In Industry

Victoria Minister for Manufacturing David Hodgett

Ford Off Work Due To Rudd’s FBT Changes

Victor P Taffa

Ford workers have been forced to stay home today due to the impact of Prime Minister Kevin Rudd’s Fringe Benefit Tax (FBT) changes, Minister for Manufacturing David Hodgett revealed today.

This is the first of six down days that Ford is taking over the next six weeks on which all production will cease because of a drop in orders for new vehicles following the FBT changes.

Mr. Hodgett revealed that an emergency meeting of the Premier’s Ford Taskforce had convened on Tuesday, and that the Victorian Coalition Government was deeply concerned about the impacts FBT changes were having right across the automotive sector.

“This is a dark day for automotive manufacturing in Victoria.” Mr. Hodgett said.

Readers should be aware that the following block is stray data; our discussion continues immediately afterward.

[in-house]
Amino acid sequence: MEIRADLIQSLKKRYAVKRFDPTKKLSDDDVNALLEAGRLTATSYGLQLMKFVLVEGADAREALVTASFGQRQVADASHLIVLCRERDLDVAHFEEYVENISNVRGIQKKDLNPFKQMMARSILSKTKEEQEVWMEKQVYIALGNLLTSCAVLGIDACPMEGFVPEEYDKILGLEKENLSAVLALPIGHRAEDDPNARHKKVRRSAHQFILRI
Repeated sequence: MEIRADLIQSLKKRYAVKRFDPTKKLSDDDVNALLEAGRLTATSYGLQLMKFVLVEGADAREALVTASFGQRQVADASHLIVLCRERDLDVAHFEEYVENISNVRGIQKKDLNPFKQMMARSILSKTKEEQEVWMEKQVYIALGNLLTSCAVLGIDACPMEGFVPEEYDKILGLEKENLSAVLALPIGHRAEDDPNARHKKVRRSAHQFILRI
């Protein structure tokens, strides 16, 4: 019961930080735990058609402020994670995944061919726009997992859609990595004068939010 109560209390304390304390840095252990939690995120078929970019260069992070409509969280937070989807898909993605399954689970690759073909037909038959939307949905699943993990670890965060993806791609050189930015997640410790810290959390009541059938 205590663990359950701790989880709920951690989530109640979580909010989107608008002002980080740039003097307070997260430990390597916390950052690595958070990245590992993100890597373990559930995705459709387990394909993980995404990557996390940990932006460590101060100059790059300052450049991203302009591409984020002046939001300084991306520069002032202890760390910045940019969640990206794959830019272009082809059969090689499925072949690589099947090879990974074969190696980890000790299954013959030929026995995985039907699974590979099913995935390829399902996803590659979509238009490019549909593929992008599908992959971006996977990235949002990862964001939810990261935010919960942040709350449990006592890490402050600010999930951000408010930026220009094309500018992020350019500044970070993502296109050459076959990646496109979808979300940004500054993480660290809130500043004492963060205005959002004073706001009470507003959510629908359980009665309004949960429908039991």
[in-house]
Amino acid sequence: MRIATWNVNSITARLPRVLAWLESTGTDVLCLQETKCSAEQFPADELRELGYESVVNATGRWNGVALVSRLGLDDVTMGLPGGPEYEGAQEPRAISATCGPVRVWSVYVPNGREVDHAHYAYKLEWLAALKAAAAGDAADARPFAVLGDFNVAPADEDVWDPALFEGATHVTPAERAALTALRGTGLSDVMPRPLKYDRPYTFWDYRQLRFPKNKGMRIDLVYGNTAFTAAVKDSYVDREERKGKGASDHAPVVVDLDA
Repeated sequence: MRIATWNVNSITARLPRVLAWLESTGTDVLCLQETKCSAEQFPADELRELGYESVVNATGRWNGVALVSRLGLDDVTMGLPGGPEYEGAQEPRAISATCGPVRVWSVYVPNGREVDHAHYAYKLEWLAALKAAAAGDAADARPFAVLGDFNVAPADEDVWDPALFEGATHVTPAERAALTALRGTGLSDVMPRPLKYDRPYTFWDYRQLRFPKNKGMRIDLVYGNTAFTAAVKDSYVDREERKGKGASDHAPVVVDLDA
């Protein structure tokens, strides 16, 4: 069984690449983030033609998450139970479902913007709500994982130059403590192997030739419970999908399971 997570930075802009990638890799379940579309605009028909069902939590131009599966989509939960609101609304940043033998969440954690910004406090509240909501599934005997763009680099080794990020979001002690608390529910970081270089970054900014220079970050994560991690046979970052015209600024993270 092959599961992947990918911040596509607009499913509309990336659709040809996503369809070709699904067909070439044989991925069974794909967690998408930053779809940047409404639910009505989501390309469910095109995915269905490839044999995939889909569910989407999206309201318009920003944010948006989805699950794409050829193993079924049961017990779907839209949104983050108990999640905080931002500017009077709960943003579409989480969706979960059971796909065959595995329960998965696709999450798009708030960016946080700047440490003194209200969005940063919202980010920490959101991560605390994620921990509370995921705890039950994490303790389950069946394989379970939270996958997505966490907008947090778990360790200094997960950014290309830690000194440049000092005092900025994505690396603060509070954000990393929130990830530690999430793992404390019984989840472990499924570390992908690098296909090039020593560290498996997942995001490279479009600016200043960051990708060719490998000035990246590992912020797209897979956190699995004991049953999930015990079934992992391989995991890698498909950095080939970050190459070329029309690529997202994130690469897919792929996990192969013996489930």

“Ford has the first of six stop work days today, with the second tomorrow. This is just the tip of the iceberg in terms of the impacts being felt right across the sector.”

“Kevin Rudd’s FBT changes stand to reduce Australia’s car production by 20 %. We employ 24,000 people in the automotive sector in Victoria; we are talking about thousands of potential job losses here.” Mr. Hodgett said.

“The impacts of Kevin Rudd’s ill-considered decision are huge. Dealers are already reporting drops in sales and up to 70 % say they are facing the prospect of laying off staff.”

“This will flow right through the supply chain. We have a huge number of automotive supply companies who will be absolutely gutted by a 20 % drop in production.”

“These FBT changes are a serious blow to the automotive manufacturing industry, which already faces considerable challenges including the high Australian dollar, inflexible workplace laws and the carbon tax.” Mr. Hodgett said.

“It is clear that these FBT changes were proposed with no consultation to industry or studies into the effect they would have on the manufacturing sector.”

“I call on Kevin Rudd to reverse his policy on changing the FBT, before it does irreparable damage to automotive manufacturing in this country.” Mr. Hodgett said.


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